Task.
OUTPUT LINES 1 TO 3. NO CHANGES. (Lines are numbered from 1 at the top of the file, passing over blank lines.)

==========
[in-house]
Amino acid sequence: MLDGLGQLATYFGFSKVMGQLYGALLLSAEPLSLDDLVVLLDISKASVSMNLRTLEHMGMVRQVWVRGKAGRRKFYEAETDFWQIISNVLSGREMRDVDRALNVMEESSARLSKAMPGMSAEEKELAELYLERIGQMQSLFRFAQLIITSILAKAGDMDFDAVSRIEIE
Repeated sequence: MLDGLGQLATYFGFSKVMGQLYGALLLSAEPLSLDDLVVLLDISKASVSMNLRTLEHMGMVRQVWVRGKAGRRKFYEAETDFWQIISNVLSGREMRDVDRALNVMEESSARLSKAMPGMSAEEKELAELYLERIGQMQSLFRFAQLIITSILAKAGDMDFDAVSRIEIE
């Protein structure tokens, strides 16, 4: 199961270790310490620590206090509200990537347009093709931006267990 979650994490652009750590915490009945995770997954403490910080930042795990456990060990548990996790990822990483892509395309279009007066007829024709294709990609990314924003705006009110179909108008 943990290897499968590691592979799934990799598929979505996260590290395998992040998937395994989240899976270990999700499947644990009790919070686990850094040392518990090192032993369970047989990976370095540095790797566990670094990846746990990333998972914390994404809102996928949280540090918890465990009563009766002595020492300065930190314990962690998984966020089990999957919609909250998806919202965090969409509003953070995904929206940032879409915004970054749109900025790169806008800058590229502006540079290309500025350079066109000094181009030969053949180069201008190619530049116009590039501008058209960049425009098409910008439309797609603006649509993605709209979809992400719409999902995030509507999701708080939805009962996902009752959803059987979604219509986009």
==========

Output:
[in-house]
Amino acid sequence: MLDGLGQLATYFGFSKVMGQLYGALLLSAEPLSLDDLVVLLDISKASVSMNLRTLEHMGMVRQVWVRGKAGRRKFYEAETDFWQIISNVLSGREMRDVDRALNVMEESSARLSKAMPGMSAEEKELAELYLERIGQMQSLFRFAQLIITSILAKAGDMDFDAVSRIEIE
Repeated sequence: MLDGLGQLATYFGFSKVMGQLYGALLLSAEPLSLDDLVVLLDISKASVSMNLRTLEHMGMVRQVWVRGKAGRRKFYEAETDFWQIISNVLSGREMRDVDRALNVMEESSARLSKAMPGMSAEEKELAELYLERIGQMQSLFRFAQLIITSILAKAGDMDFDAVSRIEIE